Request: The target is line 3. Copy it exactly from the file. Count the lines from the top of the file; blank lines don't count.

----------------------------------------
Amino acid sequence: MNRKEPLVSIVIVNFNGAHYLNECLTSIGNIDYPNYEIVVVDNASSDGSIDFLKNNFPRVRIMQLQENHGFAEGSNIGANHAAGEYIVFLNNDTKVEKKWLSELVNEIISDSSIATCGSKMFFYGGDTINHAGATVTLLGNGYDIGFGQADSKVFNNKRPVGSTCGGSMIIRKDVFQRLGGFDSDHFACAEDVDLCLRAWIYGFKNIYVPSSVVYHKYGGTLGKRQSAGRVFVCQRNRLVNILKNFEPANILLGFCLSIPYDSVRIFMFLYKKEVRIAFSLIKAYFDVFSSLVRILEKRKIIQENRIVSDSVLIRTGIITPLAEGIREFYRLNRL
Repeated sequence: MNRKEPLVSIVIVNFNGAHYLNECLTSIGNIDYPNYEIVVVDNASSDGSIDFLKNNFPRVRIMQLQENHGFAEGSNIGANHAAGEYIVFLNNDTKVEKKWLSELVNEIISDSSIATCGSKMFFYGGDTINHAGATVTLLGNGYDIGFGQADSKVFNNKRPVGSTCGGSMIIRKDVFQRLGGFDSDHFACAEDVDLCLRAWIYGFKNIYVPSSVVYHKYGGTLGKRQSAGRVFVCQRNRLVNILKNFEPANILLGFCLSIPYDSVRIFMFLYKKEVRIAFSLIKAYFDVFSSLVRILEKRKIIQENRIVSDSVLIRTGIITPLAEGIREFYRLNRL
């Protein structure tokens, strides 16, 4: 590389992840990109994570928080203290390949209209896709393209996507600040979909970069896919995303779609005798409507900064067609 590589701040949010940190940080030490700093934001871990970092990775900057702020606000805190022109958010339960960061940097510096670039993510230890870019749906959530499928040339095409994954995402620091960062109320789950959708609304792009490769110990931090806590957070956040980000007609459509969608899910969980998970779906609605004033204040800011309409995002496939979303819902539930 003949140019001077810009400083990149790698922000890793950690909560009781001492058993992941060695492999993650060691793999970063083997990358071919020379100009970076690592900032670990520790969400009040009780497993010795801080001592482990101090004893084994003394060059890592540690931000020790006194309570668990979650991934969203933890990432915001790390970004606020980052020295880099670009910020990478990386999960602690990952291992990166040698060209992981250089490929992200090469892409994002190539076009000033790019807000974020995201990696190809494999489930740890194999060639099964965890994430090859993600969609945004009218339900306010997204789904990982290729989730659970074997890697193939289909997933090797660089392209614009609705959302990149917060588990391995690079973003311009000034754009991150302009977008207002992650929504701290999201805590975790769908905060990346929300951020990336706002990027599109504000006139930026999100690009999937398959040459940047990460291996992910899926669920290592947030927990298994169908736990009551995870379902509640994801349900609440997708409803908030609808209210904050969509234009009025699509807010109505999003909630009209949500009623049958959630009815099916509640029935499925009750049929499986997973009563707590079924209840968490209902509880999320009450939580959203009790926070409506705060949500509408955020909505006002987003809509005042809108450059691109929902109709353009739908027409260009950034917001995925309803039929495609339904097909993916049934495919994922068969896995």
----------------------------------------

């Protein structure tokens, strides 16, 4: 590389992840990109994570928080203290390949209209896709393209996507600040979909970069896919995303779609005798409507900064067609 590589701040949010940190940080030490700093934001871990970092990775900057702020606000805190022109958010339960960061940097510096670039993510230890870019749906959530499928040339095409994954995402620091960062109320789950959708609304792009490769110990931090806590957070956040980000007609459509969608899910969980998970779906609605004033204040800011309409995002496939979303819902539930 003949140019001077810009400083990149790698922000890793950690909560009781001492058993992941060695492999993650060691793999970063083997990358071919020379100009970076690592900032670990520790969400009040009780497993010795801080001592482990101090004893084994003394060059890592540690931000020790006194309570668990979650991934969203933890990432915001790390970004606020980052020295880099670009910020990478990386999960602690990952291992990166040698060209992981250089490929992200090469892409994002190539076009000033790019807000974020995201990696190809494999489930740890194999060639099964965890994430090859993600969609945004009218339900306010997204789904990982290729989730659970074997890697193939289909997933090797660089392209614009609705959302990149917060588990391995690079973003311009000034754009991150302009977008207002992650929504701290999201805590975790769908905060990346929300951020990336706002990027599109504000006139930026999100690009999937398959040459940047990460291996992910899926669920290592947030927990298994169908736990009551995870379902509640994801349900609440997708409803908030609808209210904050969509234009009025699509807010109505999003909630009209949500009623049958959630009815099916509640029935499925009750049929499986997973009563707590079924209840968490209902509880999320009450939580959203009790926070409506705060949500509408955020909505006002987003809509005042809108450059691109929902109709353009739908027409260009950034917001995925309803039929495609339904097909993916049934495919994922068969896995």